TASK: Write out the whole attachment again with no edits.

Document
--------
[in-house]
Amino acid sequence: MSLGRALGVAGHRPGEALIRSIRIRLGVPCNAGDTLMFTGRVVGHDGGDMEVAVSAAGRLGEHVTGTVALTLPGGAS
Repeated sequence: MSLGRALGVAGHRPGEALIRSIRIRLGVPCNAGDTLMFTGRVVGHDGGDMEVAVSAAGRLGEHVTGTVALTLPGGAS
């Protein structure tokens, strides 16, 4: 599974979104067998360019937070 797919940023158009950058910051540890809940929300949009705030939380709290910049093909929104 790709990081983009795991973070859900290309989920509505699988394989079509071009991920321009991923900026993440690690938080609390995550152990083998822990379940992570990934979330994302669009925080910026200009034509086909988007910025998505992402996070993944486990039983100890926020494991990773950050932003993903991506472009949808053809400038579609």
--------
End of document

[in-house]
Amino acid sequence: MSLGRALGVAGHRPGEALIRSIRIRLGVPCNAGDTLMFTGRVVGHDGGDMEVAVSAAGRLGEHVTGTVALTLPGGAS
Repeated sequence: MSLGRALGVAGHRPGEALIRSIRIRLGVPCNAGDTLMFTGRVVGHDGGDMEVAVSAAGRLGEHVTGTVALTLPGGAS
């Protein structure tokens, strides 16, 4: 599974979104067998360019937070 797919940023158009950058910051540890809940929300949009705030939380709290910049093909929104 790709990081983009795991973070859900290309989920509505699988394989079509071009991920321009991923900026993440690690938080609390995550152990083998822990379940992570990934979330994302669009925080910026200009034509086909988007910025998505992402996070993944486990039983100890926020494991990773950050932003993903991506472009949808053809400038579609």